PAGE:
When speaking of startups, people tend to believe that they follow democratic rules of governance. They’re companies. They have founders, investors, a board, people vote, decisions are taken. All of this looks a lot like a small-scale democracy. At least that’s how it would work in any other company.
The truth is that startup are not normal companies. They’re dedicated to deliver high growth and high output. To achieve this, people believe that they need a pilot in control. Thus, the practice has arisen to grant super-voting to Silicon Valley founders, which can lead both to super-tight and efficient governance, or to “the ultimate job security” as Backchannel puts it.
Most part of the time, in most companies, one share equals one vote. But in many US startups, some shares are worth more votes than others. When an investor will control 1 vote, the founder will control 10 votes.
It’s called dual-class stock structure.
This is not new. Older companies have used this trick for centuries. Well-known companies such as Ford or Berkshire Hathaway allow founders, executives and family to control the majority shareholder voting power with a relatively small amount of total equity in the company. The dual class structure at Ford, for example, gives the Ford family control of 40% of the voting power while owning only about 4% of the company’s total equity. Berkshire Hathaway offers a B share with 1/30th the interest of its A-class shares, but 1/200th of the voting power.
Dual Class structures are so dangerous that many countries such as Germany, Russia, the UK and other commonwealth realms have laws/policies against multiple/non-voting stock. Continental Europe usually allow them under some limits.
The reason for their use in Silicon Valley is that there there is a history of CEOs being forced from their companies. Steve Jobs was famously ousted of Apple by John Sculley in 1985. Sean Parker got fired from Plaxo by its investors. Having these stories in mind, Google, Facebook, Zynga and others decided to follow a dual-class structure where their founder is in complete control of the company. Recently, Snap even issued a third class of shares that has zero voting control over the company.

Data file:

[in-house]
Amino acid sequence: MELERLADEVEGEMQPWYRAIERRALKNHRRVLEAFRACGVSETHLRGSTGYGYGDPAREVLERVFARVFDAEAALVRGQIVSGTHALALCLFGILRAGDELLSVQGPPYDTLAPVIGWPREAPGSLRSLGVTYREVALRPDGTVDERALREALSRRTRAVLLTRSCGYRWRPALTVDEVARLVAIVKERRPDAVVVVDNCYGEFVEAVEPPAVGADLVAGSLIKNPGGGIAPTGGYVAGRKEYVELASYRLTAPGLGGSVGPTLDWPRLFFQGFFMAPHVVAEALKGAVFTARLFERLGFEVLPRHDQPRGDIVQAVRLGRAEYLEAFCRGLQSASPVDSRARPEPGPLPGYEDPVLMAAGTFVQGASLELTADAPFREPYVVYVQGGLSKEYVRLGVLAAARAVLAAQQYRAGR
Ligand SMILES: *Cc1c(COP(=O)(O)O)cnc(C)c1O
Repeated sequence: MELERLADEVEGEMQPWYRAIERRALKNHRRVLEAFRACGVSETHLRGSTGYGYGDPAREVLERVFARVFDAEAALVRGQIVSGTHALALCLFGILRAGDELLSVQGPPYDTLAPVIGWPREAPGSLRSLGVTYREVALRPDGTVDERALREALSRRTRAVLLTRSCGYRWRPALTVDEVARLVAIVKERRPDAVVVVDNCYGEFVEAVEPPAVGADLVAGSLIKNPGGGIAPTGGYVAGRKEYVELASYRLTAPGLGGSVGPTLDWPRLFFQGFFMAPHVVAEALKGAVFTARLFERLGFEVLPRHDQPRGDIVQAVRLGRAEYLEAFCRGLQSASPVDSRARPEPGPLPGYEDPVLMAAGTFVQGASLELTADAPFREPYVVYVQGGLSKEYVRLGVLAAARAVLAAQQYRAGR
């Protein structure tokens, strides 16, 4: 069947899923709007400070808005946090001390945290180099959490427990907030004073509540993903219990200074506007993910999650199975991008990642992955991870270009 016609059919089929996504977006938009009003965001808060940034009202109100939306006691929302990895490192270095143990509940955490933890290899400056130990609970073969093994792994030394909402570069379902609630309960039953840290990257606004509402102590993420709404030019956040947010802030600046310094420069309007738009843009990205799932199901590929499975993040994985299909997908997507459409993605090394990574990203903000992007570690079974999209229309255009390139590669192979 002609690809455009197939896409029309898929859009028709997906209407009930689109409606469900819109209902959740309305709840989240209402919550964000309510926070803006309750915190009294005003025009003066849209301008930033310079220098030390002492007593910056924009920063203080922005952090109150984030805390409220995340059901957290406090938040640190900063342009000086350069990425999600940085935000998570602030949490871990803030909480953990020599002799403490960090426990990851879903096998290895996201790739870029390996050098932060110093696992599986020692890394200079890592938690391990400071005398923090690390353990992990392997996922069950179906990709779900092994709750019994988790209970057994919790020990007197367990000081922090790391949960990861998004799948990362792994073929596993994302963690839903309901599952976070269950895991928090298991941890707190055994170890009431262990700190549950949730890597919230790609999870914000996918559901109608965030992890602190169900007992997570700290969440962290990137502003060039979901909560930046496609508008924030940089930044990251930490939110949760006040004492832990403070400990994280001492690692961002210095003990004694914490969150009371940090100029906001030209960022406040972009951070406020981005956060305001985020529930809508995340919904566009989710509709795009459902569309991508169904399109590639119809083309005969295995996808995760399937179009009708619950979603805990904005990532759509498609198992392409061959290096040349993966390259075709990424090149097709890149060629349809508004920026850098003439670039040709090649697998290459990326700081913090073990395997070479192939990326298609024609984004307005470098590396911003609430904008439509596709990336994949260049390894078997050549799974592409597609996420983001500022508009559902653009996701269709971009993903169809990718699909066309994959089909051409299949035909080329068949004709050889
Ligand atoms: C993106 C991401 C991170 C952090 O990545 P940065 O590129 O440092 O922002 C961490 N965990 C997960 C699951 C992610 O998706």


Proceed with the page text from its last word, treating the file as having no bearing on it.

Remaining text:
In other words, startups are dictatures, not democracies. You’ve got one leader, usually male, usually white. The rest of the company obeys to him. His decisions are not open to discussion. In Silicon Valley parlance, being CEO amounts to being King these days.
And why not? As Peter Thiel explains, “We are biased toward the democratic/republican side of the spectrum. That’s what we’re used to from civics classes. But the truth is that startups and founders lean toward the dictatorial side because that structure works better for startups. It is more tyrant than mob because it should be. In some sense, startups can’t be democracies because none are. None are because it doesn’t work. If you try to submit everything to voting processes when you’re trying to do something new, you end up with bad, lowest common denominator type results.”
But this is all cool as long as the dictator is benevolent and efficient.
It’s different when the dictator is more versed in the Bro culture than in management or psychology.
And as scandals multiply in the Valley, investors, journalists and the public in general will begin to question the current state of things.
Supporters of dual-class governance feel that the structure allows strong leadership to put long-term interests first while seeing beyond the near-term financial situation. Opponents of dual class structures feel it allows a small group of privileged shareholders to maintain control, even when they’re not successful or innovative.
It will be interesting to see how investors will react when some will understand that they invested billions in people who got lucky but don’t have as much vision and management skills as they thought.
In other words, there might be a governance bubble in the making, something different from the 2001 bubble, or the 2007 financial crisis, but with no less impact.
About the Author
This article was written by Jean Baptise Soufron, a Lawyer in Paris, and a former General Secretary of the French National Digital Council, he works in tech, media, public policy.